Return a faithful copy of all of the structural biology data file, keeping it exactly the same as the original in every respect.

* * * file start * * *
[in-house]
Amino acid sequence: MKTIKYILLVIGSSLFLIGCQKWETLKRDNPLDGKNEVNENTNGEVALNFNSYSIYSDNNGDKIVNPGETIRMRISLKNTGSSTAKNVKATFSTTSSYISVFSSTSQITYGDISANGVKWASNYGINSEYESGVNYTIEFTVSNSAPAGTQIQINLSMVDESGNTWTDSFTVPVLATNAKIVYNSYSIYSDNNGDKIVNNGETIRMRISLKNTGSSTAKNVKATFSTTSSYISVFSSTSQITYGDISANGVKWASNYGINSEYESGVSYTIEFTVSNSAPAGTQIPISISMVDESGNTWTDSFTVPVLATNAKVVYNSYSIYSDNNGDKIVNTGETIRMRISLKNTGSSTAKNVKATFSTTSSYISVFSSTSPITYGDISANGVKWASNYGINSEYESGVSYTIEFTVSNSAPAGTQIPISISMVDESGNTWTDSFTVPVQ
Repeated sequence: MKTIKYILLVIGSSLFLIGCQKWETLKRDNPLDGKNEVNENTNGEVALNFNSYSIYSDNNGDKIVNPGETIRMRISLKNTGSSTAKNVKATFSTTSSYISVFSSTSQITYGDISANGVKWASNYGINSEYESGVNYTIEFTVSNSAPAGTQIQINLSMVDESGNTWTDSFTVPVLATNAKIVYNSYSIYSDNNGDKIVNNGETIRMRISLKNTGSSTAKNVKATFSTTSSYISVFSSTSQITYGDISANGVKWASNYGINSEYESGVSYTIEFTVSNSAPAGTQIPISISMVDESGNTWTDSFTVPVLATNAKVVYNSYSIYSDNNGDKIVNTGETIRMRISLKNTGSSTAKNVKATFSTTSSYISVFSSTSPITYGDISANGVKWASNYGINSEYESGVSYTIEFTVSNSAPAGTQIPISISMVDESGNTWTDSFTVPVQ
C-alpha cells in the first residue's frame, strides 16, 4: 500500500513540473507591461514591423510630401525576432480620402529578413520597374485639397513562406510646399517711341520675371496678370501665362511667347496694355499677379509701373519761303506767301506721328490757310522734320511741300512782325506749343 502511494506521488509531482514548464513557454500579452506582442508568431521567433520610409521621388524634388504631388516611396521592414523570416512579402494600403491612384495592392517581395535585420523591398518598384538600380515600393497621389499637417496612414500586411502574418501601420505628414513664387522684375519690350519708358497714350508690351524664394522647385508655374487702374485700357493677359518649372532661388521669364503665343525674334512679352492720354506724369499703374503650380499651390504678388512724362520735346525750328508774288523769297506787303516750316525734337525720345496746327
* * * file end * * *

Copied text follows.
[in-house]
Amino acid sequence: MKTIKYILLVIGSSLFLIGCQKWETLKRDNPLDGKNEVNENTNGEVALNFNSYSIYSDNNGDKIVNPGETIRMRISLKNTGSSTAKNVKATFSTTSSYISVFSSTSQITYGDISANGVKWASNYGINSEYESGVNYTIEFTVSNSAPAGTQIQINLSMVDESGNTWTDSFTVPVLATNAKIVYNSYSIYSDNNGDKIVNNGETIRMRISLKNTGSSTAKNVKATFSTTSSYISVFSSTSQITYGDISANGVKWASNYGINSEYESGVSYTIEFTVSNSAPAGTQIPISISMVDESGNTWTDSFTVPVLATNAKVVYNSYSIYSDNNGDKIVNTGETIRMRISLKNTGSSTAKNVKATFSTTSSYISVFSSTSPITYGDISANGVKWASNYGINSEYESGVSYTIEFTVSNSAPAGTQIPISISMVDESGNTWTDSFTVPVQ
Repeated sequence: MKTIKYILLVIGSSLFLIGCQKWETLKRDNPLDGKNEVNENTNGEVALNFNSYSIYSDNNGDKIVNPGETIRMRISLKNTGSSTAKNVKATFSTTSSYISVFSSTSQITYGDISANGVKWASNYGINSEYESGVNYTIEFTVSNSAPAGTQIQINLSMVDESGNTWTDSFTVPVLATNAKIVYNSYSIYSDNNGDKIVNNGETIRMRISLKNTGSSTAKNVKATFSTTSSYISVFSSTSQITYGDISANGVKWASNYGINSEYESGVSYTIEFTVSNSAPAGTQIPISISMVDESGNTWTDSFTVPVLATNAKVVYNSYSIYSDNNGDKIVNTGETIRMRISLKNTGSSTAKNVKATFSTTSSYISVFSSTSPITYGDISANGVKWASNYGINSEYESGVSYTIEFTVSNSAPAGTQIPISISMVDESGNTWTDSFTVPVQ
C-alpha cells in the first residue's frame, strides 16, 4: 500500500513540473507591461514591423510630401525576432480620402529578413520597374485639397513562406510646399517711341520675371496678370501665362511667347496694355499677379509701373519761303506767301506721328490757310522734320511741300512782325506749343 502511494506521488509531482514548464513557454500579452506582442508568431521567433520610409521621388524634388504631388516611396521592414523570416512579402494600403491612384495592392517581395535585420523591398518598384538600380515600393497621389499637417496612414500586411502574418501601420505628414513664387522684375519690350519708358497714350508690351524664394522647385508655374487702374485700357493677359518649372532661388521669364503665343525674334512679352492720354506724369499703374503650380499651390504678388512724362520735346525750328508774288523769297506787303516750316525734337525720345496746327